The piece illustrates the beautiful scenery of Costa Rica and the superb tourist locations of the country. He mentions a particular mountain range of Costa Rica that “used to be covered in cloud forests” but does not explain what has been happening to these Costa Rican cloud forests to cause their downfall.

Tourism has become the world’s largest and fastest growing industry. Unfortunately, the degradation of natural beauty, economic exploitation and the ignorance of many tourists are threatening the very places we consider visiting on our next vacation. It is most often developing nations who turn to tourism as a way to gain economic stability. However, the money produced by tourism generally profits the tourist’s home country, American or European airlines, and international resorts more than the local people of a host country.

People seem to be drawn to the dilapidated state of developing nations because they are cheap. This seems contradictory because tourists want to visit cheap countries so they may have a nice time without going broke, but the more tourists visiting a concentrated area, the more expensive that area will become.

People want to go to places like Costa Rica to see their cloud forests and beaches with white sand and amazingly blue waters.

What about the local people? What about the delicate ecosystems that are ruined because a five-star resort was built at the base of a mountain that used to have a cloud forest? What about the wildlife that is forced to migrate farther and farther up those mountains because they are disturbed by these tourists who are busy “appreciating” the nature of Costa Rica.

The infrastructure that is necessary to support such tourism is one of the reasons why cloud forests are in danger today. Do people think those roads were always there, leading right up the base of a volcano or hot spring?

I have lived in Costa Rica and witnessed the massive amount of tourists in San Jose, the Caribbean and Pacific Coast, the mountain ranges, the volcanoes and many places in between.

During my time there, I was introduced to the concept of “ecotourism” and have since then been enthralled by its possibilities and sustainable practices. The International Ecotourism Society (TIES) defines it as “responsible travel to natural areas that conserves the environment and sustains the well being of local people.”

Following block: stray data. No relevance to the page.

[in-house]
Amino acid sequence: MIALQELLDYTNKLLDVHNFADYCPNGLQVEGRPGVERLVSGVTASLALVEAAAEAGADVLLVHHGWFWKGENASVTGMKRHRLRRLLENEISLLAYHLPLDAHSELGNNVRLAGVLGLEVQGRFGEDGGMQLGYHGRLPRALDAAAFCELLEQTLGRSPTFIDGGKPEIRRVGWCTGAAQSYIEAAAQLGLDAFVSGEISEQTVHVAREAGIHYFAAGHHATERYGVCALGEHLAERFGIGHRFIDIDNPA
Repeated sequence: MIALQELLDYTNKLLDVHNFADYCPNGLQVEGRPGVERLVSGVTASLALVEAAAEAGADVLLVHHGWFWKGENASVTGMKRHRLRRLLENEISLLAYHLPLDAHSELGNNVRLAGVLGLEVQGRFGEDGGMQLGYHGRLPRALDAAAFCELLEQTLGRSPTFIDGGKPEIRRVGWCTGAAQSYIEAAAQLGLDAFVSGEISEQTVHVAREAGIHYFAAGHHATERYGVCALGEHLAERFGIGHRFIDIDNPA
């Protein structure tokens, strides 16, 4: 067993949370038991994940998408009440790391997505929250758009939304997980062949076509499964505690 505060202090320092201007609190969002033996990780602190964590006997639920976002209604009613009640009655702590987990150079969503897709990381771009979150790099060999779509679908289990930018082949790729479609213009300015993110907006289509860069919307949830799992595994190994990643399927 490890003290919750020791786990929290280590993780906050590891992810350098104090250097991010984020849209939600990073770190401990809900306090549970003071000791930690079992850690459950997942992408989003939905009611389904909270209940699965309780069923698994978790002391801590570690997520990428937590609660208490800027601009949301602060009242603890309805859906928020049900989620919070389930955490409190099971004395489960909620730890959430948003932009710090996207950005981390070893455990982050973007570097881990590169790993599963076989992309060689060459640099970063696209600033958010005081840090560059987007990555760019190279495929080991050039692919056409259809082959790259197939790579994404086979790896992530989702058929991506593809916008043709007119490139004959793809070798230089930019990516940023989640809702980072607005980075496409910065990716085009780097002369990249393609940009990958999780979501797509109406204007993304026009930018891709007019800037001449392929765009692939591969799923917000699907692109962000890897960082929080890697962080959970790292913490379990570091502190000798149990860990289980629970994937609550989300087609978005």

Tourism is not going to stop growing and people are not going to stop wanting to visit these exotic, far-off lands of beautiful scenery and cheap fun; therefore, the industry must be made sustainable. Studies have shown that over 75 percent of Americans are willing to pay more for a vacation or tour that practices sustainable policies.

Ecotourism companies work to promote local economies and societies, educate tourists about the places and people with which they come into contact, and support certified eco-lodges as the best option for a place to stay in foreign countries.

Vaughn’s article was accurate in describing Costa Rica as a popular tourist location, but lacked the necessary emphasis that must be put on sustaining such destinations. I encourage tourists everywhere to do some research on their travel companies before choosing one to stick with.

It can be hard and greenwashing has been a big problem recently, but the least we can do is try because without trying, places like Costa Rica cannot maintain their local environments, economically nor ecologically.

Nicole Pressnall,

Seattle University,

International Studies student